X-ray lasers can spot elusive electron motion

Scientists can track the movements of an atom’s nucleus relatively easily, but electrons have proven elusive — they move so fast that they tend to be reduced to blurs. Now, however, those movements could be crystal clear. Researchers at the SLAC National Accelerator Lab have developed a technique, X-ray laser-enhanced attosecond pulse generation (XLEAP), that…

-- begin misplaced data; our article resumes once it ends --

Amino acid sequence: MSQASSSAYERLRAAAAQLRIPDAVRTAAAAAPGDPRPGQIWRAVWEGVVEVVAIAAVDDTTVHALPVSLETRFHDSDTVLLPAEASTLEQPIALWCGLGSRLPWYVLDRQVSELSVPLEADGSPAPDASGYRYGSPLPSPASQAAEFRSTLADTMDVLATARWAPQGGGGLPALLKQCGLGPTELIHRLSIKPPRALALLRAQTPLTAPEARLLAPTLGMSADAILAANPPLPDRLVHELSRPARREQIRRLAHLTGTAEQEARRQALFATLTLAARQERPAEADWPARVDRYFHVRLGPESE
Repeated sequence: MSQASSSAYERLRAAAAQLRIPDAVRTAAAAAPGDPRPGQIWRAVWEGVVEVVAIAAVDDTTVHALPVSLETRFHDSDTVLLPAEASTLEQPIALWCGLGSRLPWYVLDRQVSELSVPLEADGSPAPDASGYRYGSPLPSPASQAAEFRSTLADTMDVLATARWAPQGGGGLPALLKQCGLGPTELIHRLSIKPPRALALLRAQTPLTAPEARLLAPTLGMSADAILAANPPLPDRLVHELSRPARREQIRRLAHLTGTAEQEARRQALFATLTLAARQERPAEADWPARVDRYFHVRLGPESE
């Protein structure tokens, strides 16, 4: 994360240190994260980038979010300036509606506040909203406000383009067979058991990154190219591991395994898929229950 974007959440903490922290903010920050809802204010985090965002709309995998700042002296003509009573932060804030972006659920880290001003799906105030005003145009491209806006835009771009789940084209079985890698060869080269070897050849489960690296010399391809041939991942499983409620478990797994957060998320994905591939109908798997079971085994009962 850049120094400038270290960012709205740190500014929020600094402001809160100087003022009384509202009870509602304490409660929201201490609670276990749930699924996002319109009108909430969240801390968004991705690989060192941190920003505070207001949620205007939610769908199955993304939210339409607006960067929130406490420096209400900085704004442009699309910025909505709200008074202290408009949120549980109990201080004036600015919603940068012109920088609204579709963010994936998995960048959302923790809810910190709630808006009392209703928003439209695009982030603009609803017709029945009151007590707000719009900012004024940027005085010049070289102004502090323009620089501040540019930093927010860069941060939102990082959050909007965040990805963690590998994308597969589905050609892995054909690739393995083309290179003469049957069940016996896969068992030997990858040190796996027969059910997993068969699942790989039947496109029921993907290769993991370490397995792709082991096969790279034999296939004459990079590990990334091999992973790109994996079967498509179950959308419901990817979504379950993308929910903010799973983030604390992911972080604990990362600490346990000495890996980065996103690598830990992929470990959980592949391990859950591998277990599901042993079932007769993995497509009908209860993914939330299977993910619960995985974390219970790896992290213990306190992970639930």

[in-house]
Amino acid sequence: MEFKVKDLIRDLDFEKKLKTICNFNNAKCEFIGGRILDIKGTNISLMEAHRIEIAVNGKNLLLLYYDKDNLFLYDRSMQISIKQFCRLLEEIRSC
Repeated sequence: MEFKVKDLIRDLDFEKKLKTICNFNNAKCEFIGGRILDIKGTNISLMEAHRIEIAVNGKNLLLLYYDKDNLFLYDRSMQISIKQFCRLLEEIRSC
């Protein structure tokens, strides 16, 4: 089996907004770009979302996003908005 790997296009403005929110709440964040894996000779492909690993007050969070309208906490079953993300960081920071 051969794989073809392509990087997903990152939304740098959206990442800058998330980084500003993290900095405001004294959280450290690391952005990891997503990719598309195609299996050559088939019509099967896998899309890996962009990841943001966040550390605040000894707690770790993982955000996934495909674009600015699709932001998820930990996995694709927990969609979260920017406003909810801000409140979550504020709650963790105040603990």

Scientists can track the movements of an atom’s nucleus relatively easily, but electrons have proven elusive — they move so fast that they tend to be reduced to blurs. Now, however, those movements could be crystal clear. Researchers at the SLAC National Accelerator Lab have developed a technique, X-ray laser-enhanced attosecond pulse generation (XLEAP), that can observe even the fastest motions of electrons. The laser pulses at just 280 attoseconds, or billionths of a billionth of a second, and can create snapshots of electrons to track their progress. The trick was to modify the laser in a way that squeezed electrons into tighter groups, making for shorter X-ray bursts.

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